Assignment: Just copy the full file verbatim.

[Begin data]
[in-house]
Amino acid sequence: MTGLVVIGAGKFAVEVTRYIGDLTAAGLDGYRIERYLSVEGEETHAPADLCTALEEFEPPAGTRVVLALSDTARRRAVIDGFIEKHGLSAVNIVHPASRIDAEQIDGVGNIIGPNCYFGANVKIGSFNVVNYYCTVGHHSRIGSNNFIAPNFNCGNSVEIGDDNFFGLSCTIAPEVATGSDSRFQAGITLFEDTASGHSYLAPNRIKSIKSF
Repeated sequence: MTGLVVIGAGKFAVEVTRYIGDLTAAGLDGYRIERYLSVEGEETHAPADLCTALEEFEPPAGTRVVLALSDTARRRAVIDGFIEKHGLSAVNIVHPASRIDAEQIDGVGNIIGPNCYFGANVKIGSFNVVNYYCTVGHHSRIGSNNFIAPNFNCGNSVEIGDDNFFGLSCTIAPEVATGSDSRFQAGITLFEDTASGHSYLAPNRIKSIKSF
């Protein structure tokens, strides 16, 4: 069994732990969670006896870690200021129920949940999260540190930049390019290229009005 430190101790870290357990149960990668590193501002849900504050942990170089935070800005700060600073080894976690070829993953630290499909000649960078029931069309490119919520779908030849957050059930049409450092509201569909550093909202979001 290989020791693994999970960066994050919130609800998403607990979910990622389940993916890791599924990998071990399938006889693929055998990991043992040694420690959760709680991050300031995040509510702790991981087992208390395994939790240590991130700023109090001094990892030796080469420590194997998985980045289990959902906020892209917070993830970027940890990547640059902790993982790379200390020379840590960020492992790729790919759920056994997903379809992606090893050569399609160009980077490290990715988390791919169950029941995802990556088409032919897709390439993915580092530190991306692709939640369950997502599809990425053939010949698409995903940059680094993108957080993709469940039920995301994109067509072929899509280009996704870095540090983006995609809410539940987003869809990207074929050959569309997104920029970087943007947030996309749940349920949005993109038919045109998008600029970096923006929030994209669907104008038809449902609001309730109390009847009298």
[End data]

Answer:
[in-house]
Amino acid sequence: MTGLVVIGAGKFAVEVTRYIGDLTAAGLDGYRIERYLSVEGEETHAPADLCTALEEFEPPAGTRVVLALSDTARRRAVIDGFIEKHGLSAVNIVHPASRIDAEQIDGVGNIIGPNCYFGANVKIGSFNVVNYYCTVGHHSRIGSNNFIAPNFNCGNSVEIGDDNFFGLSCTIAPEVATGSDSRFQAGITLFEDTASGHSYLAPNRIKSIKSF
Repeated sequence: MTGLVVIGAGKFAVEVTRYIGDLTAAGLDGYRIERYLSVEGEETHAPADLCTALEEFEPPAGTRVVLALSDTARRRAVIDGFIEKHGLSAVNIVHPASRIDAEQIDGVGNIIGPNCYFGANVKIGSFNVVNYYCTVGHHSRIGSNNFIAPNFNCGNSVEIGDDNFFGLSCTIAPEVATGSDSRFQAGITLFEDTASGHSYLAPNRIKSIKSF
């Protein structure tokens, strides 16, 4: 069994732990969670006896870690200021129920949940999260540190930049390019290229009005 430190101790870290357990149960990668590193501002849900504050942990170089935070800005700060600073080894976690070829993953630290499909000649960078029931069309490119919520779908030849957050059930049409450092509201569909550093909202979001 290989020791693994999970960066994050919130609800998403607990979910990622389940993916890791599924990998071990399938006889693929055998990991043992040694420690959760709680991050300031995040509510702790991981087992208390395994939790240590991130700023109090001094990892030796080469420590194997998985980045289990959902906020892209917070993830970027940890990547640059902790993982790379200390020379840590960020492992790729790919759920056994997903379809992606090893050569399609160009980077490290990715988390791919169950029941995802990556088409032919897709390439993915580092530190991306692709939640369950997502599809990425053939010949698409995903940059680094993108957080993709469940039920995301994109067509072929899509280009996704870095540090983006995609809410539940987003869809990207074929050959569309997104920029970087943007947030996309749940349920949005993109038919045109998008600029970096923006929030994209669907104008038809449902609001309730109390009847009298």